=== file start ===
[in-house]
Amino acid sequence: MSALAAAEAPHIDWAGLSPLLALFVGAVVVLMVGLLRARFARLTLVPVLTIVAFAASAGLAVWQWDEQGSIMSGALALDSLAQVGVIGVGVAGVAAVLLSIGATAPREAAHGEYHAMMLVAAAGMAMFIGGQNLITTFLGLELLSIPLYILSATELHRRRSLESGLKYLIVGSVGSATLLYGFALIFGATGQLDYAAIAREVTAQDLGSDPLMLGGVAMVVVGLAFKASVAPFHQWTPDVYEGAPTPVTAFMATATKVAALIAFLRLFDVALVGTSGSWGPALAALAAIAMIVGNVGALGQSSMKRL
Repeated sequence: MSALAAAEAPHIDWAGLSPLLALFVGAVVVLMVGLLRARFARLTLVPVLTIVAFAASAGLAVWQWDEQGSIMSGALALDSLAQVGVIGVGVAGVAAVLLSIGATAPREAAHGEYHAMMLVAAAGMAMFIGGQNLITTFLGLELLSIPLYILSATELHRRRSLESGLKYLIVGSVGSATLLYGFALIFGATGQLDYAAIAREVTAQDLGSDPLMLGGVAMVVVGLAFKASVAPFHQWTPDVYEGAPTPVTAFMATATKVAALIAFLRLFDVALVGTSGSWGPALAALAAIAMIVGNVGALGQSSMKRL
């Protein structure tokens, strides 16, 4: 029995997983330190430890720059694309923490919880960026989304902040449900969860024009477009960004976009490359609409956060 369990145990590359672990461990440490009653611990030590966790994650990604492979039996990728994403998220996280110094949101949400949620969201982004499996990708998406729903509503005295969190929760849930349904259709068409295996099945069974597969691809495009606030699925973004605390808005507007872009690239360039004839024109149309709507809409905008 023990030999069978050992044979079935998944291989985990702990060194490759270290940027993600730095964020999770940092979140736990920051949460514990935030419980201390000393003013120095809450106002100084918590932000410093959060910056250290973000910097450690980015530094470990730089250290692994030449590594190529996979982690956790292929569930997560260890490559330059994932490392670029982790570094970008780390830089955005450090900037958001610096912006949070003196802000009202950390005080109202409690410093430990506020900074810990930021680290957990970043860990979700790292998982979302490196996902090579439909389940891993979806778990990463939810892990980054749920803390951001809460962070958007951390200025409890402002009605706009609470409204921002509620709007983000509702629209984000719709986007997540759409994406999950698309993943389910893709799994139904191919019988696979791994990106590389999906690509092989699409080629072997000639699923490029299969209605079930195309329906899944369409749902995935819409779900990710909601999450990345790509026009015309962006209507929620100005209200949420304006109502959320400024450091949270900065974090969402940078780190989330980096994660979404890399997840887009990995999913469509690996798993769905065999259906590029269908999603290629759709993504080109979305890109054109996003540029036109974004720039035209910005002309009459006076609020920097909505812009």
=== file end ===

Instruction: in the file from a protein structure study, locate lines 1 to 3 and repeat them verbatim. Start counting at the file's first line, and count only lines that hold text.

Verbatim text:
[in-house]
Amino acid sequence: MSALAAAEAPHIDWAGLSPLLALFVGAVVVLMVGLLRARFARLTLVPVLTIVAFAASAGLAVWQWDEQGSIMSGALALDSLAQVGVIGVGVAGVAAVLLSIGATAPREAAHGEYHAMMLVAAAGMAMFIGGQNLITTFLGLELLSIPLYILSATELHRRRSLESGLKYLIVGSVGSATLLYGFALIFGATGQLDYAAIAREVTAQDLGSDPLMLGGVAMVVVGLAFKASVAPFHQWTPDVYEGAPTPVTAFMATATKVAALIAFLRLFDVALVGTSGSWGPALAALAAIAMIVGNVGALGQSSMKRL
Repeated sequence: MSALAAAEAPHIDWAGLSPLLALFVGAVVVLMVGLLRARFARLTLVPVLTIVAFAASAGLAVWQWDEQGSIMSGALALDSLAQVGVIGVGVAGVAAVLLSIGATAPREAAHGEYHAMMLVAAAGMAMFIGGQNLITTFLGLELLSIPLYILSATELHRRRSLESGLKYLIVGSVGSATLLYGFALIFGATGQLDYAAIAREVTAQDLGSDPLMLGGVAMVVVGLAFKASVAPFHQWTPDVYEGAPTPVTAFMATATKVAALIAFLRLFDVALVGTSGSWGPALAALAAIAMIVGNVGALGQSSMKRL